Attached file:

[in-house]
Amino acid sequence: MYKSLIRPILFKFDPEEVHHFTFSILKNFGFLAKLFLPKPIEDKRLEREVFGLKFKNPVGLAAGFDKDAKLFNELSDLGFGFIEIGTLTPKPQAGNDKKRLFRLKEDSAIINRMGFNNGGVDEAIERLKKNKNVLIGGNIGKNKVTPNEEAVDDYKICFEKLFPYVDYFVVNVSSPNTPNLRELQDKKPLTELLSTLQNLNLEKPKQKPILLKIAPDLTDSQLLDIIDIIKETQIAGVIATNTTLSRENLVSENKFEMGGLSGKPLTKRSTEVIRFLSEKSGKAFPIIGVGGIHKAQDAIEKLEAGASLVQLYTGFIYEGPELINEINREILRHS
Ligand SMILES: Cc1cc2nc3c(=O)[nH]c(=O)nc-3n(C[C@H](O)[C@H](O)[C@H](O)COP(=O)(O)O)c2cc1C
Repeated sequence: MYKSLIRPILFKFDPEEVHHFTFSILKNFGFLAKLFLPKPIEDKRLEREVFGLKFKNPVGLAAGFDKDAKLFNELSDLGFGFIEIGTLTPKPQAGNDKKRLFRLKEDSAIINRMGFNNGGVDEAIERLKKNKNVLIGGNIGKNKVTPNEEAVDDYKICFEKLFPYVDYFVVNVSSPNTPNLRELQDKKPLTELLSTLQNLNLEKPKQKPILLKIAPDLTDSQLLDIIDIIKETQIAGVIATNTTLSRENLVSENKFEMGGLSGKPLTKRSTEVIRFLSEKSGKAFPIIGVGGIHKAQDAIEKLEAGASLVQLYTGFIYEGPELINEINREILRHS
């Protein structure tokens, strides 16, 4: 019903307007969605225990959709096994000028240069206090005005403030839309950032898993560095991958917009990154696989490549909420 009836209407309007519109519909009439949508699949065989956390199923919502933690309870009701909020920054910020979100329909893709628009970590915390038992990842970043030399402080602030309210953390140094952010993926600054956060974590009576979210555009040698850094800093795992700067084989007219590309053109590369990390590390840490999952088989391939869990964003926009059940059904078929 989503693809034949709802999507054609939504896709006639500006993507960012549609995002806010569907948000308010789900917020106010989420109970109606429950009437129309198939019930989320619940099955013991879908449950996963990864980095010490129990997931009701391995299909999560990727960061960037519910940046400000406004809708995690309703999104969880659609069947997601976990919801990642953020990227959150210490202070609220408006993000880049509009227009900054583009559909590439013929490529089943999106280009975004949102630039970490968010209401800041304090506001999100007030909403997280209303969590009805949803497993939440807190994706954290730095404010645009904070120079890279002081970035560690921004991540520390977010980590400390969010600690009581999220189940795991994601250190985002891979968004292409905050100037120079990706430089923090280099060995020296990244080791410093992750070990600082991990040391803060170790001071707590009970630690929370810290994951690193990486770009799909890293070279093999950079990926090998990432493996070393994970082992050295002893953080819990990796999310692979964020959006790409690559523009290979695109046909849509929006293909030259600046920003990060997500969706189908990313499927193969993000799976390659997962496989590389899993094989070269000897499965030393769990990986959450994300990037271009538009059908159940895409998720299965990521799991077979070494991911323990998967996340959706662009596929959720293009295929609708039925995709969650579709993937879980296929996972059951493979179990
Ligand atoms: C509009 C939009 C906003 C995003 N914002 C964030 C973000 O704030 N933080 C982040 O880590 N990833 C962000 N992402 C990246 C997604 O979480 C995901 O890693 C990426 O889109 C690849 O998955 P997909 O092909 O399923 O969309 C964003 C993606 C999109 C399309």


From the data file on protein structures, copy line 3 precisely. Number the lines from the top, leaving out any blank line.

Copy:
Ligand SMILES: Cc1cc2nc3c(=O)[nH]c(=O)nc-3n(C[C@H](O)[C@H](O)[C@H](O)COP(=O)(O)O)c2cc1C